I remember how I approached Kate Carr’s tape for the first time. I had this review in mind, knew that it would be included in the Winter Ambient Review Cycle eight months later or so, but was curious how the opener would establish the endemic aura. And while I’m wrong one too many times, here I was right for a change: my expectation of a clear-cut field recording-only Ambient diorama turned out to be true. The listener is greeted by the self-explanatory Walking, and the artist does not waste any time, establishes the wind gust-underlined vibe of Paris. It is not William Holden’s and Audrey Hepburn’s Paris, but an unvarnished look onto pedestrians, graveled paths, busy ganders and chirping birds, the last two an all too easy but ubiquitous pointer to Kate Carr’s exotic Birds Of A Feather series. The siren of an ambulance – or is it le gendarmerie? – rounds off the autochthonous walk. The seven minute allure of Insides is eminently music-based and equally crowded. Capturing the bubbling fascination inside the Louvre, Kate Carr juxtaposes reverberated hubbub with the immediate melancholy of an acoustic guitar. The amplified sine tones, cautious moments of polyphony and rufescent colors are left all by themselves before another street-related outdoor field recording of cheeky birds, mellow murmurs and pristine crackles rounds off the bucolic winter atmosphere.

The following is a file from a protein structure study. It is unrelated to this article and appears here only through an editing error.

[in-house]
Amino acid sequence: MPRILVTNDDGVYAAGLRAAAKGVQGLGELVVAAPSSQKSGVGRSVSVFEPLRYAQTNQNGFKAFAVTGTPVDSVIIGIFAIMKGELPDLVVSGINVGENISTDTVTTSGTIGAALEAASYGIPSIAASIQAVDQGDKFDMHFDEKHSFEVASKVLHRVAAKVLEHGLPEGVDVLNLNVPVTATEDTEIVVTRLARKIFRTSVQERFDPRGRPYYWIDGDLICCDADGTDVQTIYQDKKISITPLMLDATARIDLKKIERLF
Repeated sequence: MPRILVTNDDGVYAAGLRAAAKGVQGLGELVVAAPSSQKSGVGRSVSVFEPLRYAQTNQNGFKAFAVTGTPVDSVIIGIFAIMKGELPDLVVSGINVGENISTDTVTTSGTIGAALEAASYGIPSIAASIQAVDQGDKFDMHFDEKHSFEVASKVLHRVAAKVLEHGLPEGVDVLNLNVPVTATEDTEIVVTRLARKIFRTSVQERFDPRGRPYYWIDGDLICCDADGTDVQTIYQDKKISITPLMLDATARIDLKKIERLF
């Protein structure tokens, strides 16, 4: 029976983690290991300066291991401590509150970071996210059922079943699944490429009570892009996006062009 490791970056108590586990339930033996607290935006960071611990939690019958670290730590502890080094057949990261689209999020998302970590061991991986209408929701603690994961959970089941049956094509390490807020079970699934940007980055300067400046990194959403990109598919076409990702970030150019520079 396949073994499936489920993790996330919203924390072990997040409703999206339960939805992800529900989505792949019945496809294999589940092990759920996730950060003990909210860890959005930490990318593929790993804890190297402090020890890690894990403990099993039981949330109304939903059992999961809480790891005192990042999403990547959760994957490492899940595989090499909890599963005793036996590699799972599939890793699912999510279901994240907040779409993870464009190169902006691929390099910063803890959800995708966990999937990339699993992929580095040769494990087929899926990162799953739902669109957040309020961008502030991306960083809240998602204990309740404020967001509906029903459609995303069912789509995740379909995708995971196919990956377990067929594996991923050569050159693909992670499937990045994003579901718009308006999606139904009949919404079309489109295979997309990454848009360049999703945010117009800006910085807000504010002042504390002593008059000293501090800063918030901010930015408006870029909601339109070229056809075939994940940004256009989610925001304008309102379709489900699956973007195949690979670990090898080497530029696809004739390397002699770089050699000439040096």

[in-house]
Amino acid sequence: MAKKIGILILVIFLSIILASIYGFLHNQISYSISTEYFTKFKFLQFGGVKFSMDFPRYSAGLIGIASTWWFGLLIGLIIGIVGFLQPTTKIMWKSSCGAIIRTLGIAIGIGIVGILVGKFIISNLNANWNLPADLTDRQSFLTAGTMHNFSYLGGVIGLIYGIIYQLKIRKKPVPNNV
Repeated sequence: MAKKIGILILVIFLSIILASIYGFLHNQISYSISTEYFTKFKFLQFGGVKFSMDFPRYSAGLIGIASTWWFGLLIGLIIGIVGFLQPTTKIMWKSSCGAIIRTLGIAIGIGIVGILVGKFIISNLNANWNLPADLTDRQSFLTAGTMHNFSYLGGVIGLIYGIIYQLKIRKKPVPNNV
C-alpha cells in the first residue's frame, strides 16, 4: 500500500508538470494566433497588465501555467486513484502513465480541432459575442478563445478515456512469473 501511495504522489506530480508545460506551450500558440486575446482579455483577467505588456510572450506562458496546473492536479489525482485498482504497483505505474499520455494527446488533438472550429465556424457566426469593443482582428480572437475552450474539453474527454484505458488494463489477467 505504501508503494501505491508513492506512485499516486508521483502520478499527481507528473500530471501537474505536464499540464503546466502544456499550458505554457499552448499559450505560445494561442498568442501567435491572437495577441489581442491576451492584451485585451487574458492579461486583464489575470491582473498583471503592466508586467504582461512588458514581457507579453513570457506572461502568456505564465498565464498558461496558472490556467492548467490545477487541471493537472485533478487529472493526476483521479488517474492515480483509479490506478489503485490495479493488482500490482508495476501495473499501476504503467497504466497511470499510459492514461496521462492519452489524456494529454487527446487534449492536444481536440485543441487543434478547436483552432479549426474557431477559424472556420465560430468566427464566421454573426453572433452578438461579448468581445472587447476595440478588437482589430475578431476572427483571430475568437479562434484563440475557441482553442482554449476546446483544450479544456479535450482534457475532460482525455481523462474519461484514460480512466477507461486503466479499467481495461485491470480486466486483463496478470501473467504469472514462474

The Venus de Milo meanwhile receives the extra treatment with another bustling field recording that is presented »as is« for approximately two minutes, whereas Le Seine is the first truly glacial piece of the tape. Emerald-green sine tones and cavernous breezes – or heavily processed voices – are entangled with wonderful Middle Eastern globs of stringed warmth. Kate Carr’s strumming sounds astonishingly beautiful. Not only is it a saffron-colored counterpoint to the hibernal temperature range, but also a conglomerate of antimatter near the Seine itself. The effect is truly psychedelic, neither humid nor icy; the simultaneity alienates as much as it seduces. Winter is farther away than ever… and still nearby. While Fountains delivers another look au naturel at a refreshingly aqueous place, Rooms And Rooms Of Stolen Treasure could delineate another corridor of the Louvre: the reverberation and pontificating omnium gatherum give hints. These pieces could have admittedly run quite a bit longer, but the multi-instrumentalist from Sydney chooses to aurally depict a patchwork of situations in lieu of a solemnly elasticized incident.